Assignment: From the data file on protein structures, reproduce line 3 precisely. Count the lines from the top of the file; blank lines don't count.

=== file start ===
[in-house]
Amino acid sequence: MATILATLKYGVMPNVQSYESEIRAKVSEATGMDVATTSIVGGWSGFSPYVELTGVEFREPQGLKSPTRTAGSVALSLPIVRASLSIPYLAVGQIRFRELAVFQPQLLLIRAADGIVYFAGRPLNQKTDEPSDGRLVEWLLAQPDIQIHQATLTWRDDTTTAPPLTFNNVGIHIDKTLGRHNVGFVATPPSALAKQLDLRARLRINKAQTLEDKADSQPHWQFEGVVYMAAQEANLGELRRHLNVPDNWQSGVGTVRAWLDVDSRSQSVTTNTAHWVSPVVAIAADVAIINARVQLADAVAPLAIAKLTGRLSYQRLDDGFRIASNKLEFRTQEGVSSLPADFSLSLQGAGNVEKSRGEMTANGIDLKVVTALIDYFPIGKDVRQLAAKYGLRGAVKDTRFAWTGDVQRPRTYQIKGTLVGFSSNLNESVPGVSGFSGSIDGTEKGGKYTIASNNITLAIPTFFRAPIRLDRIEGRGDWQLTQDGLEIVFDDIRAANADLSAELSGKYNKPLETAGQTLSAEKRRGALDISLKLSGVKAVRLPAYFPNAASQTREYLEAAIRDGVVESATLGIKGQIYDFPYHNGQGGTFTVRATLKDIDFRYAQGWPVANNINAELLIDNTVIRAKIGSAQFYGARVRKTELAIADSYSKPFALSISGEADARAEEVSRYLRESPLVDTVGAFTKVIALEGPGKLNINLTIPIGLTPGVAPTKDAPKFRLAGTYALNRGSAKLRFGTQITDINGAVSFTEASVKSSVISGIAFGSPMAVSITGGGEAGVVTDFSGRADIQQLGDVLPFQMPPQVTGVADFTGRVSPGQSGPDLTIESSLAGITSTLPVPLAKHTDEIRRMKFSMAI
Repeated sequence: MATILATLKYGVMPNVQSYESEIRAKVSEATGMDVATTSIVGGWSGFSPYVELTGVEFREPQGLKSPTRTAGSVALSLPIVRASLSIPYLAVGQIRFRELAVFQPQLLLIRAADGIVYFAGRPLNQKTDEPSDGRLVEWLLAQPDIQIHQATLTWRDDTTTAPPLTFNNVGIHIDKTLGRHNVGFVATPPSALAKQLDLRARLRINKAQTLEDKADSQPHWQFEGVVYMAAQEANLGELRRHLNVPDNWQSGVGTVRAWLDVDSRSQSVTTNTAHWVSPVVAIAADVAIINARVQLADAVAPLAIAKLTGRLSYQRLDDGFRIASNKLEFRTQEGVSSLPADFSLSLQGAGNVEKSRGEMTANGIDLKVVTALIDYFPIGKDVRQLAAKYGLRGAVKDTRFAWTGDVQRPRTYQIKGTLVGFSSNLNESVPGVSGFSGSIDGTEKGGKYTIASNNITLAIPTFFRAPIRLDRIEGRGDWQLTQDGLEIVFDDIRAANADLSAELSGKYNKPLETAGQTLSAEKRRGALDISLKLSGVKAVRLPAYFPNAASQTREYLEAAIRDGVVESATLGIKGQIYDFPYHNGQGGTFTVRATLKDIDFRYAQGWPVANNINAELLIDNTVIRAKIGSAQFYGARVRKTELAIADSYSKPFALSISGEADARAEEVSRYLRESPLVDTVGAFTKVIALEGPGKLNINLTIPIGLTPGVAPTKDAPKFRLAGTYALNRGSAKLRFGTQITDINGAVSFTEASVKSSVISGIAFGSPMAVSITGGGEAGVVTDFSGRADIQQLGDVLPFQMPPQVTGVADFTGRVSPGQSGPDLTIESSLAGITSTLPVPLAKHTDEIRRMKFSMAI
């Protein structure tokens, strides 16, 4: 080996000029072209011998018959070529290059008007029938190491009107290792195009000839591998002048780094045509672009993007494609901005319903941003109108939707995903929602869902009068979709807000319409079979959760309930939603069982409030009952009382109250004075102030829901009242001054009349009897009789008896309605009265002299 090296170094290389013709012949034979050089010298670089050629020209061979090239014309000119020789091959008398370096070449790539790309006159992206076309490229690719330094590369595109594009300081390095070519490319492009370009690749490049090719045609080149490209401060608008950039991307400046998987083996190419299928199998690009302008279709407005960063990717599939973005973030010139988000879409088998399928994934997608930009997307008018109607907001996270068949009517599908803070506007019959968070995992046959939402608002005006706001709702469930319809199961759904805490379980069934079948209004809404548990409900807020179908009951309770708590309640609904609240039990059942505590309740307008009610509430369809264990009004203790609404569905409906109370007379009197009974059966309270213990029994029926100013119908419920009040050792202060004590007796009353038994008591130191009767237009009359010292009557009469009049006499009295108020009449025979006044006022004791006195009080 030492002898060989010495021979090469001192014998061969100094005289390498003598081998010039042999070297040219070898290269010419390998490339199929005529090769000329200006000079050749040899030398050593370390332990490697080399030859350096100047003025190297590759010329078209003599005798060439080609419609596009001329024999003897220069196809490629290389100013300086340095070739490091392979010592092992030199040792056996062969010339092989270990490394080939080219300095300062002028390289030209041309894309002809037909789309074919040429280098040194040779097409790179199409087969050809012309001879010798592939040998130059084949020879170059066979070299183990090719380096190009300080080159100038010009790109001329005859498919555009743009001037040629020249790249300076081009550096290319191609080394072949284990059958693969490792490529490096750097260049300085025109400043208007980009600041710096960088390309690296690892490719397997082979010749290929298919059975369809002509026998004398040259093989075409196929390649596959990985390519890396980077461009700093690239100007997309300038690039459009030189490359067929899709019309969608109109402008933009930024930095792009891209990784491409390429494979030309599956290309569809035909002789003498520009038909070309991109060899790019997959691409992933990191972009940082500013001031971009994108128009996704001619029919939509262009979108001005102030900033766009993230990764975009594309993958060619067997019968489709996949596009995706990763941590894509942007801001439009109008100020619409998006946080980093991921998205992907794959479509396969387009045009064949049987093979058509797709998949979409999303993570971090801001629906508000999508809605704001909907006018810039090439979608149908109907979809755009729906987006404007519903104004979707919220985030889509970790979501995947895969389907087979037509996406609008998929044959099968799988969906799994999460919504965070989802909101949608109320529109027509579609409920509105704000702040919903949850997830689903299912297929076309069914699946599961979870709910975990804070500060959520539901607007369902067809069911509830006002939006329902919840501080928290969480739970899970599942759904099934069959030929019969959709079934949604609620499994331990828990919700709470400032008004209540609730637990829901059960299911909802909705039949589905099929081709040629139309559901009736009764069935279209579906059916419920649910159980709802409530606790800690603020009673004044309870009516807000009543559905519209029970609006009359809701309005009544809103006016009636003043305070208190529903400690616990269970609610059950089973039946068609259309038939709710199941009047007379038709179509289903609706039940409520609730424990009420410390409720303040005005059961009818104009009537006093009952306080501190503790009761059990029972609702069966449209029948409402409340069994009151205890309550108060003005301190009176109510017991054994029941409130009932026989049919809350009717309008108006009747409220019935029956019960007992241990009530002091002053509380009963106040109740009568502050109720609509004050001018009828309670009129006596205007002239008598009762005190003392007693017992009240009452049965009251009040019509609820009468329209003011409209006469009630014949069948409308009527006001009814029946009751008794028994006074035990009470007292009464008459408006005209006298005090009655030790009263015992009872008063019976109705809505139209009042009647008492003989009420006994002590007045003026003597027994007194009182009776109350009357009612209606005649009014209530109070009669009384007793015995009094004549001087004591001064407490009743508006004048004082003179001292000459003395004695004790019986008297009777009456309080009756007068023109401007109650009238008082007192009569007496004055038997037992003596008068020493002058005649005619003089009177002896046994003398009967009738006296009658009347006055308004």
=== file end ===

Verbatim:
Repeated sequence: MATILATLKYGVMPNVQSYESEIRAKVSEATGMDVATTSIVGGWSGFSPYVELTGVEFREPQGLKSPTRTAGSVALSLPIVRASLSIPYLAVGQIRFRELAVFQPQLLLIRAADGIVYFAGRPLNQKTDEPSDGRLVEWLLAQPDIQIHQATLTWRDDTTTAPPLTFNNVGIHIDKTLGRHNVGFVATPPSALAKQLDLRARLRINKAQTLEDKADSQPHWQFEGVVYMAAQEANLGELRRHLNVPDNWQSGVGTVRAWLDVDSRSQSVTTNTAHWVSPVVAIAADVAIINARVQLADAVAPLAIAKLTGRLSYQRLDDGFRIASNKLEFRTQEGVSSLPADFSLSLQGAGNVEKSRGEMTANGIDLKVVTALIDYFPIGKDVRQLAAKYGLRGAVKDTRFAWTGDVQRPRTYQIKGTLVGFSSNLNESVPGVSGFSGSIDGTEKGGKYTIASNNITLAIPTFFRAPIRLDRIEGRGDWQLTQDGLEIVFDDIRAANADLSAELSGKYNKPLETAGQTLSAEKRRGALDISLKLSGVKAVRLPAYFPNAASQTREYLEAAIRDGVVESATLGIKGQIYDFPYHNGQGGTFTVRATLKDIDFRYAQGWPVANNINAELLIDNTVIRAKIGSAQFYGARVRKTELAIADSYSKPFALSISGEADARAEEVSRYLRESPLVDTVGAFTKVIALEGPGKLNINLTIPIGLTPGVAPTKDAPKFRLAGTYALNRGSAKLRFGTQITDINGAVSFTEASVKSSVISGIAFGSPMAVSITGGGEAGVVTDFSGRADIQQLGDVLPFQMPPQVTGVADFTGRVSPGQSGPDLTIESSLAGITSTLPVPLAKHTDEIRRMKFSMAI